As soon as your order is placed you will receive a confirmation email. You will receive a second email the day your order ships telling you how it has been sent. Some perennials are shipped as potted plants, some as perennial roots packed in peat.  The ‘Plant Information’ section describes how that item will ship. All perennials and spring-planted bulbs are packaged to withstand shipping and are fully-guaranteed. Please open upon receipt and follow the instructions included.

Perennials and spring-planted bulbs are shipped at the proper planting time for your hardiness zone. Perennial and spring-planted bulb orders will arrive separately from seeds. If your order requires more than one shipment, there is no additional shipping charge. See our shipping information page for approximate ship dates and more detailed information. If you need express shipping or have any questions, please call Customer Service toll-free at (877) 309-7333 or contact us by email.

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REVIEW SNAPSHOT®

by PowerReviews
American MeadowsRed Trillium
 
3.3

(based on 12 reviews)

Ratings Distribution

  • 5 Stars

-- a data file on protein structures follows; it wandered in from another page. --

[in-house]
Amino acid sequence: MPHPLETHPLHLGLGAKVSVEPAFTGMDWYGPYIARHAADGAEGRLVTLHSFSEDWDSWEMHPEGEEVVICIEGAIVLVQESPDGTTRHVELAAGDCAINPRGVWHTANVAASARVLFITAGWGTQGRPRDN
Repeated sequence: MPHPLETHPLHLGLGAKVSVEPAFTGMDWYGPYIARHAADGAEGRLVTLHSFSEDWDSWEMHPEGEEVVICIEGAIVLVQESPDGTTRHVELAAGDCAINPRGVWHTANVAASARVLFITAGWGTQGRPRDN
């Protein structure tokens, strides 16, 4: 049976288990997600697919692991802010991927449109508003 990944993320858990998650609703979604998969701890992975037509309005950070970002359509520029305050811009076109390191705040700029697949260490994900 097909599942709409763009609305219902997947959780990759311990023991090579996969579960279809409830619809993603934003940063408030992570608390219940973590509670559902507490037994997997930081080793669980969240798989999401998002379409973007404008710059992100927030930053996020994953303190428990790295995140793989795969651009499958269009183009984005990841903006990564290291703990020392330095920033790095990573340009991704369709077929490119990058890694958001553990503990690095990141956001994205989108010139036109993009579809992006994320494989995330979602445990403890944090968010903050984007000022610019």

(5)

  • 4 Stars

     

    (1)

  • 3 Stars

     

    (2)

  • 2 Stars

     

    (0)

  • 1 Stars

     

    (4)

70%

of respondents would recommend this to a friend.

Pros

  • Accurate instructions (4)

Cons

No Cons

Best Uses

  • Garden (4)
    • Was this a gift?:
    • No (3)
    • Reviewer Profile:
    • Avid gardener (5)
    • Primary use:
    • Personal (5)

Most Liked Positive Review

 

Red Trillium

These were replacements for an item that was not correct. They did come past bloom time but they still had the appearance of red trillium versus the toad shade. They were mature enough to...Read complete review

These were replacements for an item that was not correct. They did come past bloom time but they still had the appearance of red trillium versus the toad shade. They were mature enough to have had blossoms from what I could tell and I am very hopeful that these are the red trillium I have wanted to add to my Michigan wild flower collection. I am looking forward to next spring to see them in their vibrant red color. They have a special place in my garden along with the red toad shade. I LOVE Michigan wild flowers. I am a true fan of their simple and elegant beauty. Thank you.

VS

Most Liked Negative Review

 

Red trillium

We were very dissapointed with the trilliums...none of the red came up!

We were very dissapointed with the trilliums...none of the red came up!